Rising Moon

By Jeff Sanico

Photographs by Eric Sueyoshi

Styling: Kelvin Seah of Rouge Artists

Makeup: Kristi Fuhrmann

Hair: Nazanin Karimi

Photo Assistant: Na Young Ma

Old Hollywood. That’s the theme of today’s extravagant photo shoot, located in one of L.A.’s oldest gated communities, Fremont Place. Beyond the security checkpoint, 31-year-old starlet Moon Bloodgood is getting the makeover of her life in the backyard of a grand Colonial-style mansion. Having been in the movie biz for just over three years, Moon is quite the opposite of “old.” Bloodgood, in fact, is just getting started in what she hopes will be a long, fruitful career in Tinseltown.

As the makeup artist hovers over Moon’s face, applying powders and creams, Moon discovers that they both hail from the same place: Orange County, Calif. It’s something Moon isn’t very proud of at the moment. “Sometimes I hate being from the O.C. because people think of that show,” she says. “I just feel like that was not my childhood at all. I didn’t grow up with money, and it was ethnically diverse. I didn’t have a bunch of Republicans around me. There’s a whole other culture there that no one really talks about.”

Bloodgood grew up in a low-income housing district in Anaheim with a single immigrant mom taking care of her and older sister Caitlin. “At one point in our lives we were on welfare, and my mom would always bring my sister and I to get food stamps,” recalls Moon. “She felt they wouldn’t be as prejudiced to her because we looked so Caucasian.” Moon and her sister bear a striking resemblance to their father, Shell Bloodgood, who is of Irish-Dutch descent.

“When I was a child I was confused about my heritage,” she says. “When you’re mixed you don’t belong to one culture, you have to learn to adapt to all cultures.”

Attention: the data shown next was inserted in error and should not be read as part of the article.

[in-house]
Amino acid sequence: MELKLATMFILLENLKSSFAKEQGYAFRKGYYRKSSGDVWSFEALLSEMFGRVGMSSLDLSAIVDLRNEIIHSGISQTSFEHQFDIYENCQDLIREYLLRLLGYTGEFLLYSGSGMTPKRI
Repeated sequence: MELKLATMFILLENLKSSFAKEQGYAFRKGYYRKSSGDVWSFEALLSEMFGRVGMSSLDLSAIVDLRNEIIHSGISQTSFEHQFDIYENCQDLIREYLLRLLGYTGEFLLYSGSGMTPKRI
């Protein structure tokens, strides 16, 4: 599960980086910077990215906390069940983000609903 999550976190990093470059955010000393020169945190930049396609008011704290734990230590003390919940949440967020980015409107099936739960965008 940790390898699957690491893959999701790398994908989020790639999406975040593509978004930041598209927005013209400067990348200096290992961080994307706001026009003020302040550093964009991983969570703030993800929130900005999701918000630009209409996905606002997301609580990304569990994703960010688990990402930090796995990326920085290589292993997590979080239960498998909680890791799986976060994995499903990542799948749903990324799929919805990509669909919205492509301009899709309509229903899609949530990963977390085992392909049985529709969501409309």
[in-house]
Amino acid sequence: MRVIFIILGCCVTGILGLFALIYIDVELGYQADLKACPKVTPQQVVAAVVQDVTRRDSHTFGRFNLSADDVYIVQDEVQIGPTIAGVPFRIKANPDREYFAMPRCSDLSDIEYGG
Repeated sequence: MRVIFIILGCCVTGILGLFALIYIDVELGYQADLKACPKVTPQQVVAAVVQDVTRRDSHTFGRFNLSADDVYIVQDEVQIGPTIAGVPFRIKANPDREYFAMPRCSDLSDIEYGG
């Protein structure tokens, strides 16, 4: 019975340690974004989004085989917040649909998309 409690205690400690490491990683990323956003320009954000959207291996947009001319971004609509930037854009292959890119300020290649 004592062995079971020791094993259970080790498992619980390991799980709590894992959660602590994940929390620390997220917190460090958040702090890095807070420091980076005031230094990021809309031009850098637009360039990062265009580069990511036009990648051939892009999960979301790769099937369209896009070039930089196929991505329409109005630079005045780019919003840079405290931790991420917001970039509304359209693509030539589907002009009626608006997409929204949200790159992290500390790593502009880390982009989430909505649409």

Moon’s parents met when her father was stationed in Korea. Shortly afterward, the family moved to Nebraska where Moon was born. They divorced when she was just 3 years old, and the split putfinancial strain on Moon’s mother, Sang Cha.

Being broke was hard enough, but being broke in school was even harder. Moon was always finding ways to mask her family’s poverty.

“I’d wait for all the cute boys to get their lunch, then I’d pull out my yellow card and get my lunch. It was so embarrassing. We were like the government kids.”

Unable to afford dance classes, Moon still managed to make the Bernardo Yorba junior high and Esperanza high school dance teams. Sang Cha would set aside money from her various menial jobs to buy her daughter’s dance outfits, spending more than $3,000 by the time Moon graduated from high school.

“My mom definitely encouraged me to be in the entertainment business,” says Moon. “She was kind of rare. Most of my cousins had to play the piano and go to school, and they all ended up being lawyers. [My mom] kind of saw that I sang and I wanted to dance.”

Moon and her mother live together now in Los Angeles and are constantly in each other’s company, even at exhausting photo shoots.